Crawfish are not as strange as they seem

Published 12:00 am Thursday, March 30, 2006

Each year during the spring months, a southern phenomenon takes place. People all over Alabama, Mississippi and Louisiana gather as many crawfish and friends as they can and hold crawfish boils. In Faunsdale, we are fortunate to have one of the larger events of this kind in the southeast.

But, when crawfish is on the menu, there is one thing that always amazes me. Someone who has never enjoyed the goodness of a freshly fried or boiled crawdad always mouths off about how they would never eat such a disgusting critter.

The most popular argument is “I would never eat a bug. Crawfish are nothing but bugs that live in the mud.”

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People who refuse to eat crawfish do not know what they are missing. Once you take that first bite, the odds are very good that you will be back for more. With the Crawfish Festival only weeks away, I feel it is my duty to make all doubters feel better about eating this southern favorite. To do so, I’ve collected a list of five odd delicacies from around the world that most people in America would never even dream of putting on their plate. By the time you see some of these dishes, eating crawfish will be no different than grabbing a bucket of chicken.

First on the list, is the Japanese dish Tempeh. This meal is made from fermented, moldy soybeans. To put it bluntly, they eat rotten tofu.

When served, the meal looks like a flat square cake of beans stuck together with a white glue. Some even have tiny gray mold growths.

I’ve sometimes been accused of being a picky eater, but I would feel justified for turning down rotten beans.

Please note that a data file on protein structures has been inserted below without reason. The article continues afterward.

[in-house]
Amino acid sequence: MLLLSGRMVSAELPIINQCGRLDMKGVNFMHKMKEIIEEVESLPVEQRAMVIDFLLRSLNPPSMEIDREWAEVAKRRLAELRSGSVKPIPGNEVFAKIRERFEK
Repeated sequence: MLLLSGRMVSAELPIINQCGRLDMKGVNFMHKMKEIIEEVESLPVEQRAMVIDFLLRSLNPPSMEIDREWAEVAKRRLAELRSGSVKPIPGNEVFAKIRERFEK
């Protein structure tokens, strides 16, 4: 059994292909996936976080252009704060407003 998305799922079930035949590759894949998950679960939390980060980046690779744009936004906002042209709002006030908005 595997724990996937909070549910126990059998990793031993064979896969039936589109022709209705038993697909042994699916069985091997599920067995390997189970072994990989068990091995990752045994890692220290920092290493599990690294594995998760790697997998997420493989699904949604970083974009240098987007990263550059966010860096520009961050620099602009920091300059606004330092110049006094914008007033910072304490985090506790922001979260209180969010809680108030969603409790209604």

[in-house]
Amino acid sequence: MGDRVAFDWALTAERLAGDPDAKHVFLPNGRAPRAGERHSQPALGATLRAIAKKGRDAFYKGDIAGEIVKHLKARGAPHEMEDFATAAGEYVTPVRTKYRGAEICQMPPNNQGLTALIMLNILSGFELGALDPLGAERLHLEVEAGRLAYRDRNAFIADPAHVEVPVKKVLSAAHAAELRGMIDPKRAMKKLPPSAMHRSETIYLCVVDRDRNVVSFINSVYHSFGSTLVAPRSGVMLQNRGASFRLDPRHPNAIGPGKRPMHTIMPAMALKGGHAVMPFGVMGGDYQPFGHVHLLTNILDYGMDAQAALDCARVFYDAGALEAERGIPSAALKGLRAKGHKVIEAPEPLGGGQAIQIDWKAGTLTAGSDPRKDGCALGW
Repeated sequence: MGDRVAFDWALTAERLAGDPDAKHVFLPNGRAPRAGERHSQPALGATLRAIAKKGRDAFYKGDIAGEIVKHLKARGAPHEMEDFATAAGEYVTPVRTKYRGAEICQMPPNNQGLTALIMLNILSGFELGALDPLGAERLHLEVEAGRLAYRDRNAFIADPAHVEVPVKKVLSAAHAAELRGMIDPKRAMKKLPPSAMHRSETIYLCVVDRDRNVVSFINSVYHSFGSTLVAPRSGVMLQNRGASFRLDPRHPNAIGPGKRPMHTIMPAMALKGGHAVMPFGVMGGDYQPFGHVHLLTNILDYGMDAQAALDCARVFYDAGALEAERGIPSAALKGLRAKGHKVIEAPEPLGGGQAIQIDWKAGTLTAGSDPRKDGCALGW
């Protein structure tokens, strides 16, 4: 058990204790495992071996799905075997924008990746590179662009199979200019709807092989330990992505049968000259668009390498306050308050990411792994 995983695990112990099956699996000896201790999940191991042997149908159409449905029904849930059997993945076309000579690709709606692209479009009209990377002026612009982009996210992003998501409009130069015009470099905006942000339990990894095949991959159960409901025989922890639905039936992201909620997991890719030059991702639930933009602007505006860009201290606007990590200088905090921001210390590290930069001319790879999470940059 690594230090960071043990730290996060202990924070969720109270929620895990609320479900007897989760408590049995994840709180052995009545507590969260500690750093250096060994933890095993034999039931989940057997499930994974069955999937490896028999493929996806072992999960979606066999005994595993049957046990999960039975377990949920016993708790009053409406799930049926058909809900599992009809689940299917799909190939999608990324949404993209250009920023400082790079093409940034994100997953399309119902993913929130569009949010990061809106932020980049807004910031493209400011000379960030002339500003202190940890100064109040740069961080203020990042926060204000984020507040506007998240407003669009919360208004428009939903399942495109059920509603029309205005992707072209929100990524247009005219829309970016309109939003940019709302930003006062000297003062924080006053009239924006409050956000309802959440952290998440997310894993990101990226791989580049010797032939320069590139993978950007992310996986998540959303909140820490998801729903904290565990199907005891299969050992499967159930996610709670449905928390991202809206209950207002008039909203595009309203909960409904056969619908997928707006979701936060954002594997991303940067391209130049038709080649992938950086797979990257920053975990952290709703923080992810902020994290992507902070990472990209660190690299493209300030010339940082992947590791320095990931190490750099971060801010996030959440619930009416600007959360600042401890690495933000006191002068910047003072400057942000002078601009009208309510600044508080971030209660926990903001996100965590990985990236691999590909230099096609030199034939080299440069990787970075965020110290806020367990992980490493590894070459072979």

For our next meal, it might be a good idea for the squeamish to stop reading now. If you are eating lunch, put the paper down and continue this article long after your meal is complete.

In the Ukraine, it is common to see families enjoying a dish known as Salo. Salo is basically pig fat stored in vats and eaten cold. It can be served raw, smoked, fried, or boiled, but I am pretty sure there is no way to make it taste good.

There is even a chocolate-covered salo known as “Ukrainian Snickers.” Thanks, but no thanks.

In America, rats are pests. They are considered disgusting, vile little creatures who only exist to spread filth and cause problems.

But, in Northern Thailand, they are a favorite meal. Rats are usually cooked whole over an open fire, and then served in a bowl of extremely hot chili with a bowl of rice. People claim the meat tastes a lot like rabbit, but hopefully, I will never find out.

In Indonesia, there is a dish similar, but with a smaller variety of rodent. Small brown mice, about three to five inches long, are sold at markets smoked or in the form of jerky. As much as I love jerky, tasting this treat will never happen.

And then, there is Haggis. Haggis, which is a Scottish dish, is sheep’s stomach stuffed with oatmeal and steamed. The meal is officially described as a highly spiced sausage made from offal meats with oatmeal filler, traditionally in a casing made from a sheep’s stomach. Haggis is usually served with mashed turnips and potatoes.

All of these meals have one thing in common. I would not touch them with a 10-foot pole.

When you consider some of the dishes out there, crawfish (which are not bugs!) don’t look so bad anymore.

So this April, when someone offers you a plate of spicy boilers, take a bite instead of turning up your nose. I think you will be glad you did.

-Rick Couch is news editor for The Demopolis Times. He can be reached by calling (334) 289-4017 or e-mailing